LIFE STORY: Jocelyn Soto


Incentive c. n. Something that encourages a person to do something.

Environment c. n. The conditions that you live or work in and the way they influence how you feel or how effectively you can work.

Casablanca Valley (Chile), April 25th. Her first contact with the vines dates back to an end-of-year holiday I remember that I worked and I had to pluck the leaves. I was with my cousin and my sister… And it was amazing when we got paid.”  She enjoyed it. The work was easy, it felt like a game. They rushed to the pharmacy with their first pay check and bought toiletries: blush, creams and cologne.

I would have liked to keep on studying but I couldn’t afford it… so… off to work.” She completed secondary school at 18. At first, she worked on a seasonal basis. She dreamt of owning a house. She got lucky as she started working at Viñedos Emiliana for a season and quickly ended up with a permanent contract.

In la Vinilla, where she lives, this is how you survive: agriculture and vineyards. Hard labour.

During Winter, the worst thing is the cold, and I struggle with it.” She leaves really early in the morning, going through the mist, as if emerging from a fog. The vine branches are cold. The branches where the cane is attached are supported. Everything’s frozen. Everything is white. When the sun comes out, dewdrops start falling on their numb hands. It burns and it’s the coldest moment of the day. After that, another day begins: I get home… I start by hugging my son and then I head to the shower… And then it all starts: cooking lunch, preparing my boy’s backpack, asking him if there’s anything he needs…”.

In summer, it’s the heat. The valley feels like an oven. Under the sun, pruning and fixing the vines and protecting the grapes from the scorching sun.

In autumn, after harvest the buckets weigh 10 kilos. Cutting quickly and filling the buckets. Carrying them to the end of the row. You need to cut fast and run between the rows of vines. When there are no more grapes, the work is done.

Her father and his friends worked this way and so does her husband.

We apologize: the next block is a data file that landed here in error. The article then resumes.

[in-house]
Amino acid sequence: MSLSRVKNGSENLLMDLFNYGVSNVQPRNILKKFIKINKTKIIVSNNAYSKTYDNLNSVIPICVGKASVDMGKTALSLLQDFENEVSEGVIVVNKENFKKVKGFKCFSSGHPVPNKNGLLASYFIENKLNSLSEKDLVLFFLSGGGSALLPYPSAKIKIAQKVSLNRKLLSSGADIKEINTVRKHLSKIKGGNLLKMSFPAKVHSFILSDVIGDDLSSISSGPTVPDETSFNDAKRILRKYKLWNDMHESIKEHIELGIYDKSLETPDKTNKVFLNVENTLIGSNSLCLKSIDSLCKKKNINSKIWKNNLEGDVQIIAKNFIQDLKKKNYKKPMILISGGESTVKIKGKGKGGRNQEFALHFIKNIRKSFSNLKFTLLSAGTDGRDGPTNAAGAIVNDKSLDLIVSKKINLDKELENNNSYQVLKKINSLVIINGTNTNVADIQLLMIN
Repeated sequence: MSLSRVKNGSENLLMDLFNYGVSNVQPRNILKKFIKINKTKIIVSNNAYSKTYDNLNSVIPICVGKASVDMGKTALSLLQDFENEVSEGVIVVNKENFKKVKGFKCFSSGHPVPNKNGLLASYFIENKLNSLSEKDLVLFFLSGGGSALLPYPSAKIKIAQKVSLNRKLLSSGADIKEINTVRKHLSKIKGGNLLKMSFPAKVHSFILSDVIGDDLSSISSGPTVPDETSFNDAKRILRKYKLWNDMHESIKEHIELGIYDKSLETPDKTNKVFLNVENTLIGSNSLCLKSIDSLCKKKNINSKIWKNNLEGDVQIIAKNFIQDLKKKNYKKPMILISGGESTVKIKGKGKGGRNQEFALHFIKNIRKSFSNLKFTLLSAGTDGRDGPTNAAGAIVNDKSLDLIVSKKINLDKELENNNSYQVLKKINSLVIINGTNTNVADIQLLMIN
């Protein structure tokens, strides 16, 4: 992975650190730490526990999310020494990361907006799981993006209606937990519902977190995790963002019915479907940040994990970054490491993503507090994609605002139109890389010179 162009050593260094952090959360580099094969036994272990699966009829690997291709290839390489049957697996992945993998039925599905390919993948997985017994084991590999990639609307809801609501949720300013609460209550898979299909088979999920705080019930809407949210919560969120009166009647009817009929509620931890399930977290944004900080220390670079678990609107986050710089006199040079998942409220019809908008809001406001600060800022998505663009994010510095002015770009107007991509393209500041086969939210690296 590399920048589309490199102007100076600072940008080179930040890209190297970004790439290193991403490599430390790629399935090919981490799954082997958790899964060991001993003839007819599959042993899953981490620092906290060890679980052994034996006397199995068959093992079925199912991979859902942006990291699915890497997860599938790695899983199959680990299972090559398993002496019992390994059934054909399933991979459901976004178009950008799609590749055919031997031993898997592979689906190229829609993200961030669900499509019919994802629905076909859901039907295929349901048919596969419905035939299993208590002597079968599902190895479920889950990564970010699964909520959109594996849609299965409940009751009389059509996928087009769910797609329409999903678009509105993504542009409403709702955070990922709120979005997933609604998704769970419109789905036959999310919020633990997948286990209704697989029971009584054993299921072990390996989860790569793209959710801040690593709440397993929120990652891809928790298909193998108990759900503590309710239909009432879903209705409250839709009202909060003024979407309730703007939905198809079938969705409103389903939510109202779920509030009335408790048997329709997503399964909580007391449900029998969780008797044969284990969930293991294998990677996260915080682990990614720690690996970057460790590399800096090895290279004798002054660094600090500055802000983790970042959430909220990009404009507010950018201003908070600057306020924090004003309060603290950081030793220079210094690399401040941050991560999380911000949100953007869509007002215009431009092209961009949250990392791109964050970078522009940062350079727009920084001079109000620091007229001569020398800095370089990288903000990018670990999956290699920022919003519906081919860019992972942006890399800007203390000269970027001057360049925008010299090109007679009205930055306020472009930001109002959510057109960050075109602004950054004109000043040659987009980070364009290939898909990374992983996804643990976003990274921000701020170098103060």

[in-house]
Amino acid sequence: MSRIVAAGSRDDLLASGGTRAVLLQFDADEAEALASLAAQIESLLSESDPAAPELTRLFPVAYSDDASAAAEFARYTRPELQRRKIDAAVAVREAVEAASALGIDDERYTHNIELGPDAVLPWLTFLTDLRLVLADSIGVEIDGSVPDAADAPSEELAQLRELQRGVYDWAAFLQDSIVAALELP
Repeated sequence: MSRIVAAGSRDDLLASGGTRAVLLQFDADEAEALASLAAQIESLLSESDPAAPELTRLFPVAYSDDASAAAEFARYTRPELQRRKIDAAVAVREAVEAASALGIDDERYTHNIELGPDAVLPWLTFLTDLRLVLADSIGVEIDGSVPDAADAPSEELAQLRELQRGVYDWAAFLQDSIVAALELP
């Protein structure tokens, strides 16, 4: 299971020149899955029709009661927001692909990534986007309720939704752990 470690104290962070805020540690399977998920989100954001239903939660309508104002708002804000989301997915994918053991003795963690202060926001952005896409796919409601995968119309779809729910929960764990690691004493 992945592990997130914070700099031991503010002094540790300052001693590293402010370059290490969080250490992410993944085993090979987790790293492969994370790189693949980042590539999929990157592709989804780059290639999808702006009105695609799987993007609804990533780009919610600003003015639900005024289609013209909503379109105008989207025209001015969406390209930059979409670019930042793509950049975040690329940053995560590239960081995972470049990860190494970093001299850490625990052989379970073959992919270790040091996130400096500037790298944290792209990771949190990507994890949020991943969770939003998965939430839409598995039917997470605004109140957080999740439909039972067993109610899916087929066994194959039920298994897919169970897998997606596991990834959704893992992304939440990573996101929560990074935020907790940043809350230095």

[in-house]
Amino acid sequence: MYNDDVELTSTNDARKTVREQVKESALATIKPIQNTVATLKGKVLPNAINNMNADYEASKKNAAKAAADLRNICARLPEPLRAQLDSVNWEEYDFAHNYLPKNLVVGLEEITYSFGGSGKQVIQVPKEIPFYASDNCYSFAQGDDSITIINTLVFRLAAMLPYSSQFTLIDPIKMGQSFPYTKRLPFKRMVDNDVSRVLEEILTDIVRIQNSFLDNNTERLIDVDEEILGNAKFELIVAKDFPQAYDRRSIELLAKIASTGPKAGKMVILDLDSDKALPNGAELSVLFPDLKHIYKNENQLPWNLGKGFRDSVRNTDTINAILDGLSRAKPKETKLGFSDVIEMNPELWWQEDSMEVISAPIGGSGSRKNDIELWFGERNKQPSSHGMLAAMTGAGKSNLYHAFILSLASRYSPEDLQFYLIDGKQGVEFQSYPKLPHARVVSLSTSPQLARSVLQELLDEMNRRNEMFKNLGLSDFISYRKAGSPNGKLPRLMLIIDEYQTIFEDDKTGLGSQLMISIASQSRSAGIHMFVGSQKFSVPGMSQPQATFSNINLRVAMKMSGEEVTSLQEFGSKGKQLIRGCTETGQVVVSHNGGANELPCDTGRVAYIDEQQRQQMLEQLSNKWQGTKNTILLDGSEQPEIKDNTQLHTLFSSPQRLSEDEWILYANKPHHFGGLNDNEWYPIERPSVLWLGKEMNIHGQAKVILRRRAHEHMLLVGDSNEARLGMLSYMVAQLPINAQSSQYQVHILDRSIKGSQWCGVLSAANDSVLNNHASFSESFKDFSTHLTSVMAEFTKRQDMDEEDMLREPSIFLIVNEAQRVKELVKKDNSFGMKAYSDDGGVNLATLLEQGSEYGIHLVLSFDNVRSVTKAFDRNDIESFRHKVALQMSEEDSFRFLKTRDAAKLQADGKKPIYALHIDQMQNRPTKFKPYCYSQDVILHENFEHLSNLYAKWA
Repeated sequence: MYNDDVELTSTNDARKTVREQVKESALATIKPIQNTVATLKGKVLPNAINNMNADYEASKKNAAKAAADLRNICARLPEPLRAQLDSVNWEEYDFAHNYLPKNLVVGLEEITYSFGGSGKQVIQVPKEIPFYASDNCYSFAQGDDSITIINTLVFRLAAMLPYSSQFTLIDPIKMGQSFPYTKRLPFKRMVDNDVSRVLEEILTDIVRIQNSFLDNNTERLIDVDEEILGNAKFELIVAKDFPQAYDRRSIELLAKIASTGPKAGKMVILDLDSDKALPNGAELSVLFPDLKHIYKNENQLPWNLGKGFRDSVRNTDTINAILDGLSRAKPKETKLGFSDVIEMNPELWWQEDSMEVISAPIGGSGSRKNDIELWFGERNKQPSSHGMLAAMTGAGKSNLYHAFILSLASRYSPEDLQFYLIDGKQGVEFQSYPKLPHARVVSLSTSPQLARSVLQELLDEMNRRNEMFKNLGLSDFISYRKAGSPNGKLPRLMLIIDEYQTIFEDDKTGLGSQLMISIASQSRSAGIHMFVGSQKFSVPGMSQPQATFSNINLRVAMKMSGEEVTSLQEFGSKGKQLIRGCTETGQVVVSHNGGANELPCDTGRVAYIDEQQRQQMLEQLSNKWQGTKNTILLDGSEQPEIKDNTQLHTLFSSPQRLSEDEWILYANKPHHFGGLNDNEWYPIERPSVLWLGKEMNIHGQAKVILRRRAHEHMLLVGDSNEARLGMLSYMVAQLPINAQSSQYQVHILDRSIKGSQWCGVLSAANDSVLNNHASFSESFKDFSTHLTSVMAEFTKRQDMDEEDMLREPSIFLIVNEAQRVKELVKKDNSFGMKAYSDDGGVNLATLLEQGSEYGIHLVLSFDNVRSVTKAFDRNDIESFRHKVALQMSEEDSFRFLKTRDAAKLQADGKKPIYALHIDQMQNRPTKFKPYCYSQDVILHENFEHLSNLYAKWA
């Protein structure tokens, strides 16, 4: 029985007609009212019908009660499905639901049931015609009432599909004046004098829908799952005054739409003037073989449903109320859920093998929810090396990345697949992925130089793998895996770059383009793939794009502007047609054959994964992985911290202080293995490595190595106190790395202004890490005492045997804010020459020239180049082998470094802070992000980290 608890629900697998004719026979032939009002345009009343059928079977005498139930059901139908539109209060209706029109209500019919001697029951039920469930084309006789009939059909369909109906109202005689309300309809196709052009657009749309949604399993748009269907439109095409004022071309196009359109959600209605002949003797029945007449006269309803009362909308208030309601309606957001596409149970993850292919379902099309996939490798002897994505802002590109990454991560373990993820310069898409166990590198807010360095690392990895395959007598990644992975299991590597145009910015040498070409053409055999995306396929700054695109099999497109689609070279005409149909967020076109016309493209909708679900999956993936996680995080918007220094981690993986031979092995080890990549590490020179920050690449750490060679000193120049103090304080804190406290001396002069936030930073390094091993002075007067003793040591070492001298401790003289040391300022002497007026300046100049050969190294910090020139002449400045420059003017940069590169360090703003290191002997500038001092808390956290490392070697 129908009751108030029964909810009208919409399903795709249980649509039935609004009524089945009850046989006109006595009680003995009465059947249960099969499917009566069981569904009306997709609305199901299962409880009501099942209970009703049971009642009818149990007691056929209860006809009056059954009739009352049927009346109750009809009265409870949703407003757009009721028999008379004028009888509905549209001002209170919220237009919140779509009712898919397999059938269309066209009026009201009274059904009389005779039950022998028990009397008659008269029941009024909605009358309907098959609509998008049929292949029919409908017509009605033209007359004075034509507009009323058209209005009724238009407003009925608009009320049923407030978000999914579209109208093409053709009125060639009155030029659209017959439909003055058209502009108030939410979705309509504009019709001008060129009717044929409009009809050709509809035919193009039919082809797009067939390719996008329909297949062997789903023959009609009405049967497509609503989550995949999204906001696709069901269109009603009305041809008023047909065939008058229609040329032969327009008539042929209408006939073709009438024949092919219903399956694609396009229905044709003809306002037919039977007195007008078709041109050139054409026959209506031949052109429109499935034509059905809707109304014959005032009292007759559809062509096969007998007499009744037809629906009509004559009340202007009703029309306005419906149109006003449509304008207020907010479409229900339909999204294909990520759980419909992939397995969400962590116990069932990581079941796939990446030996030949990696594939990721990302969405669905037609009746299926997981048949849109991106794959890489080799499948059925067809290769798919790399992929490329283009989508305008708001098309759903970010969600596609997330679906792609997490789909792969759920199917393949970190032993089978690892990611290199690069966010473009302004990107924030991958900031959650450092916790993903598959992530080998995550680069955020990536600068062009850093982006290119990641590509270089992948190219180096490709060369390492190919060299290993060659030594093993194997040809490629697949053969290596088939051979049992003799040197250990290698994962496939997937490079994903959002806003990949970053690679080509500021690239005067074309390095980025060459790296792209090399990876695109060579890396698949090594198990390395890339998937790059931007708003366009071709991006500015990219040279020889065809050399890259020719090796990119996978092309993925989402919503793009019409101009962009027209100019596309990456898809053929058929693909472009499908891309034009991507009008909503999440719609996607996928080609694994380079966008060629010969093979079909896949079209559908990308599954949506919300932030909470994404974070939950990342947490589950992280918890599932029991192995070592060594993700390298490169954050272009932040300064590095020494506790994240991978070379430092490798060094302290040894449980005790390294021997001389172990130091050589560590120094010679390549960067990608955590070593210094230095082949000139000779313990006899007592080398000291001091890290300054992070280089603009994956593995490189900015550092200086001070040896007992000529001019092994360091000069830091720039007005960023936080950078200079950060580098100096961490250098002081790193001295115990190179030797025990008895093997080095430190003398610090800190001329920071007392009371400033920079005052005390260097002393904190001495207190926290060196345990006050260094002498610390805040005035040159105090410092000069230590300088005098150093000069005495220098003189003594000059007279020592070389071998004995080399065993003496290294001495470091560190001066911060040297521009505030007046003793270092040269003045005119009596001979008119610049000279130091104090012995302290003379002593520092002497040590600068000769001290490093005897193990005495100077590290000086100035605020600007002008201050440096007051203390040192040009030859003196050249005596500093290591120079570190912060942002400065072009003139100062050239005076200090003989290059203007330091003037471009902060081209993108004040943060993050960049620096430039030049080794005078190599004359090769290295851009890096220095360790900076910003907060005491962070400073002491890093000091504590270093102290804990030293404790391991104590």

She’s 36 now and she’s had a permanent at Viñedos Emiliana for 10 years. Today, she isn’t worried about her job. She was able to buy a house but to do so required many harvests, lots of pruning and tying up vines. 

One day, someone sent her a photo of Emiliana wine from the US. I harvested that bottle… I wear the shirt for Emiliana”. Both the conditions and the Premium[1] help. This is why, at home, with her husband Jaime, they have good things to say about work. This is rare.

Every year, her 8-year-old son Danilo gets pharyngitis. It was difficult with no access to good health insurance. With the premium he finally got one. Now, she can rest assured.

Her son says he wants to be like her, he sees her happy about her job thanks to the working conditions and the positive work environment: When we work in groups… like we always do… they say “come on girl, come with us”, they don’t leave me behind (…) During harvest, they take the buckets out, I cut them… we share the workload evenly”. There is no competition among colleagues, overtime is paid, they try to hire their staff permanently and give them work that isn’t seasonal.

However, she doesn’t want Danilo to work as an operator or harvester “Something linked to the fields… but not what I do, something higher up… because he likes the fields and I can’t take him away from that.” She hopes he’ll get a study grant thanks to the premium, like the one of her colleague’s daughters got. This way he’d have the opportunity to work as an agricultural technician.


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